Why You Should Give a Crap about Breathing and Corrective Exercise
Today I want to talk about two very important topics in regards to health and fitness: breathing and corrective exercise. These are two subjects that, if you’ve ever trained at Complete Fitness Results, you know are the foundation of all our programs.
The Function and Dysfunction of Breathing
When it comes to breathing, it’s the single most important function of the body, and it affects EVERYTHING that we do at a conscious and subconscious level. Unfortunately, most people don’t realize they have dysfunctional breathing patterns, but they do, and this can cause a heaping number of issues. Some of the most common issues are bad posture, breakdown of joints, core stability deficiency, pain in extremities, as well as neck, shoulders, back, hips, knees, ankles and more. Breathing is SO important that your body will sacrifice good posture and other parts of the body to make room for oxygen.
Additionally, beyond the musculoskeletal system, breathing also highly affects the nervous system which is made up of the brain, spinal cord and sensory organs. Altered breathing patterns can cause the body to go into “fight-or-flight” mode, physiologically causing stress and anxiety which can lead to depression. Altered breathing patterns can make exercise, diet and even meditation less effective, and in some cases, even worthless.
Learn how to give your body what it needs to function most efficiently, effectively, and optimally by reading the “proper breathing” tips below:
- Your throat, neck, and traps should be minimally or not at all involved in breathing. Breathing should come from trunk, not your face.
- If you are using the help of your neck and shoulder muscles to breathe, they’re no longer doing whatever they are supposed to be doing.
- Proper breathing causes an autonomic shift towards a parasympathetic (rest and digest) state. This will allow you to get better results from exercise, increased brain function, better digestion, relaxation and an overall greater sense of well-being.
- If you are holding a position, you should be able to take a deep breath and maintain that position without shaking, moving, or seeing anything move except for your belly and ribcage.
- Breathing can help align your body into a good starting posture.
We want to see people achieve silent nasal breathing for 3-4 seconds in and 6-8 out for at least 5 or 6 breaths before we say they can breathe in that position.
To learn more about what we’re looking for when it comes to proper breathing, check out this 3 minute video: https://youtu.be/whfB98E9wbI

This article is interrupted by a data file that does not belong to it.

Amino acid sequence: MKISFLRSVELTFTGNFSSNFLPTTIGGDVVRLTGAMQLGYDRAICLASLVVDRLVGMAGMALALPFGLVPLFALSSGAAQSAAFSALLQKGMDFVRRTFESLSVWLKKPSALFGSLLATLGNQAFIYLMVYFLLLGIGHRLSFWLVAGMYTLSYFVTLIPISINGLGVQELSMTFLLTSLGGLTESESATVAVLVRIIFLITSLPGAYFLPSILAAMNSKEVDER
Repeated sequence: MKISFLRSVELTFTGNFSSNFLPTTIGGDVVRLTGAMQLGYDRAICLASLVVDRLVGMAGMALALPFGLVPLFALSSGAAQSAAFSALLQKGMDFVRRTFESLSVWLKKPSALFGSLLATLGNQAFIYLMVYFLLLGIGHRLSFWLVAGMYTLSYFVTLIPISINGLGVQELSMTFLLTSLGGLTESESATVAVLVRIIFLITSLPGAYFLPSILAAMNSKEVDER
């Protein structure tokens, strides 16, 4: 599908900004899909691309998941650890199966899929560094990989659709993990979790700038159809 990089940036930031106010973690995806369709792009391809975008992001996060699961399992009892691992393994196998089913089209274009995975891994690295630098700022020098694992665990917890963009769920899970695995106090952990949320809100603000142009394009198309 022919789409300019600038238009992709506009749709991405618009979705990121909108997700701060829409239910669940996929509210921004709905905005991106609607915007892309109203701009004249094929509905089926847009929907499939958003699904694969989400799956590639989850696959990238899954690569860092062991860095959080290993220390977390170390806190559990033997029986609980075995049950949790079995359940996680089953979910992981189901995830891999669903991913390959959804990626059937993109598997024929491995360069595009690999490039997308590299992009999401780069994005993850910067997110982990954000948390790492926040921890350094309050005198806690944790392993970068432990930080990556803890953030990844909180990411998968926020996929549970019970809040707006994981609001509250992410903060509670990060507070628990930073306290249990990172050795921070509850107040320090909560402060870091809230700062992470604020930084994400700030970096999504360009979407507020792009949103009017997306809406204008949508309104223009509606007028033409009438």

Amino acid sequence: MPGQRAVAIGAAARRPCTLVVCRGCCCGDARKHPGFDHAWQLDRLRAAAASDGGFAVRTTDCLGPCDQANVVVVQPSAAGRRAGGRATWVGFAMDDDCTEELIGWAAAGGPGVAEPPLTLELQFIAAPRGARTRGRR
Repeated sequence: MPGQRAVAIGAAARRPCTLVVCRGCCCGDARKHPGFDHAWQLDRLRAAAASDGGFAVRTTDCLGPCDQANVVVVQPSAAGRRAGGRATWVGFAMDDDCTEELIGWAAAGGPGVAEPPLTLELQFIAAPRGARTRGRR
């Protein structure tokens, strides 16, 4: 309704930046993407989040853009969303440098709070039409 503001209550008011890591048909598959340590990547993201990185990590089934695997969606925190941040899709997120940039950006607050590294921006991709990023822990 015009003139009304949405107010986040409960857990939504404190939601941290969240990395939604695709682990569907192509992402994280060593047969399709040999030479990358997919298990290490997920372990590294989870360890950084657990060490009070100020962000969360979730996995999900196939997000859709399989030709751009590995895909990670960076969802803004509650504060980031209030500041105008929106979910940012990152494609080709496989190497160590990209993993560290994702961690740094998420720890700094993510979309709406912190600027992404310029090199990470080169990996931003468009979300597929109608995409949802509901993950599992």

Breathing and Exercise
Breathing is the first thing we learn to do in life and is the foundation for solid posture and clean movement, which is why we dial in on this mechanism before we begin exercising.
Chances are if breathing is dysfunctional, something else is dysfunctional too. That’s why it’s important to check breathing patterns in every developmental position (from the ground up) before we train in that position.
The developmental positions and movements that we look at when re-building a client are:
- Supine position (on your back)
- Prone position (on your belly)
- Rolling (transitioning from back to belly or vice versa)
- Quadruped Position (on all fours)
- Prone 2 Position (hold the top of the push up / push up plank)
- Kneeling Position (one knee and both knees down)
- Turkish Get Up (how to get up from the floor to standing)
- Standing (bilateral, split, and stride stance)
The Gold Standard of a Two Year Old
We are hardwired with a system from birth that allows us to breathe and move properly–it is not developed by a trainer, chiro or physical therapist etc.
Movement patterns and sequences are already there, but you wouldn’t expect a baby to run before he crawls, would you? Likewise, we wouldn’t expect you to press weight overhead if your posture and breathing is compromised as soon as your arm goes over your head.
Naturally, 2-year olds just move better than us; they’re not sitting at computers or staring at mobile devices all day, and they don’t get stressed out and tense over money and so-called “real world” problems. Not only are they the best at moving and breathing, but we also admire their level of curiosity and sense of wonder–we could learn a lot from a 2-year old.
How to Test the Gold Standard
The Functional Movement Screening (FMS) allows us to see if there’s breathing and/or movement dysfunction–which 99% of people have–that could cause the body to break down quicker. With that knowledge, we’re able to intervene and prevent or fix things that breakdown through breathing and corrective exercise.
If you think about it, we’re not really learning anything new–we’re remembering how to breathe/move like we should, and that makes life easier and more effective.
There are a multitude of ways corrective exercise can be done. Whichever corrective(s) you’ve been assigned should be practiced daily until the functional movement pattern is adapted. It is only when that happens you can truly progress to the next level and restore your fitness and health.